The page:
Knowledge without credit, exhibit 4: Extended cognition [Book Review]

Synthese 181 (515):529 (2011)
Abstract
The Credit Theory of Knowledge (CTK)—as expressed by such figures as John Greco, Wayne Riggs, and Ernest Sosa—holds that knowing that p implies deserving epistemic credit for truly believing that p . Opponents have presented three sorts of counterexamples to CTK: S might know that p without deserving credit in cases of (1) innate knowledge (Lackey, Kvanvig); (2) testimonial knowledge (Lackey); or (3) perceptual knowledge (Pritchard). The arguments of Lackey, Kvanvig and Pritchard, however, are effective only in so far as one is willing to accept a set of controversial background assumptions (for instance, that innate knowledge exists or that doxastic voluntarism is wrong). In this paper I mount a fourth argument against CTK, that doesn’t rest on any such controversial premise, and therefore should convince a much wider audience. In particular, I show that in cases of extended cognition (very broadly conceived), the most salient feature explaining S ’s believing the truth regarding p may well be external to S , that is, it might be a feature of S ’s (non-human, artifactual) environment. If so, the cognitive achievement of knowing that p is not (or only marginally) creditable to S , and hence, CTK is false.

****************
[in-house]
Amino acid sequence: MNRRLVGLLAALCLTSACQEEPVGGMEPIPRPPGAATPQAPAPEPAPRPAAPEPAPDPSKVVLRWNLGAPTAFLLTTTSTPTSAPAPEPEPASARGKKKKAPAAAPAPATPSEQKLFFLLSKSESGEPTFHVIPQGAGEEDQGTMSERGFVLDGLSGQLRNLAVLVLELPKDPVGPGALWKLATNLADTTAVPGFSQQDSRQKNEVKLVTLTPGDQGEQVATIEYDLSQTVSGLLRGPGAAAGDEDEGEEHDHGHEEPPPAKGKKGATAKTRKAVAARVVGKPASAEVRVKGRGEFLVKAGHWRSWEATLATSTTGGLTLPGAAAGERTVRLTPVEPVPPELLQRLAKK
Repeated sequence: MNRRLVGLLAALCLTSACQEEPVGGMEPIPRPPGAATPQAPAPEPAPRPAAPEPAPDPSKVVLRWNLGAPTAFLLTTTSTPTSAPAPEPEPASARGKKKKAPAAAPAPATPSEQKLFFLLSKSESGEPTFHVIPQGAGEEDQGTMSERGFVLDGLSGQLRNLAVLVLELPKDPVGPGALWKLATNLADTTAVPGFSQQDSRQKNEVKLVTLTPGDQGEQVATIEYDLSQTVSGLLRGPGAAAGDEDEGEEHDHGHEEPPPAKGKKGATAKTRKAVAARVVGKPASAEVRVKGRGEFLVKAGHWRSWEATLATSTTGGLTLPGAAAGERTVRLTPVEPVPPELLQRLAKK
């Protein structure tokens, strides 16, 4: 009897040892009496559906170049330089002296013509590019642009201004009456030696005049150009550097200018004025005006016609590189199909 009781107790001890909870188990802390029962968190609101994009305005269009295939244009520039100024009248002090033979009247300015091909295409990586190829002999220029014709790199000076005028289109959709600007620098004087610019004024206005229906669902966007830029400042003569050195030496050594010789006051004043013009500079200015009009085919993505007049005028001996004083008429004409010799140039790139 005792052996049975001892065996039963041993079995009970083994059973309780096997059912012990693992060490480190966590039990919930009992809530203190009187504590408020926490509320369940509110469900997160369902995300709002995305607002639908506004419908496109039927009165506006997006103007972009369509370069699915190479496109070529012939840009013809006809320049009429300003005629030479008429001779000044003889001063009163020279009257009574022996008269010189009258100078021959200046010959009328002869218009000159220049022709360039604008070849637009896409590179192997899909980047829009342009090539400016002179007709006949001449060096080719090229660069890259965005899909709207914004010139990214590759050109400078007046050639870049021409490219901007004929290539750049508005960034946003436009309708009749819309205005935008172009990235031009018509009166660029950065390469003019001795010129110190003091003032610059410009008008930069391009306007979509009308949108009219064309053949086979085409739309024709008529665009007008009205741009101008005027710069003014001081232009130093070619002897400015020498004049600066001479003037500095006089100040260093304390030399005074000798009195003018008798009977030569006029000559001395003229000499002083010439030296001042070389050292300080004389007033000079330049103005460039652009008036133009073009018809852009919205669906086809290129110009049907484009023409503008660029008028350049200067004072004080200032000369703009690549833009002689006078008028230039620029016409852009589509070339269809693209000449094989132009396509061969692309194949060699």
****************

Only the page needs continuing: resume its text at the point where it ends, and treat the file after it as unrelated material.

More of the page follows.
Keywords Knowledge  Credit  Extended cognition
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References found in this work BETA
John Greco (2003). ``Knowledge as Credit for True Belief&Quot;. In Michael DePaul & Linda Zagzebski (eds.), Intellectual Virtue: Perspectives From Ethics and Epistemology. Oxford: Oxford University Press. 111-134.

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Citations of this work BETA
Fred Adams (2012). Extended Cognition Meets Epistemology. Philosophical Explorations 15 (2):107 - 119.
Richard Menary (2012). Cognitive Practices and Cognitive Character. Philosophical Explorations 15 (2):147 - 164.

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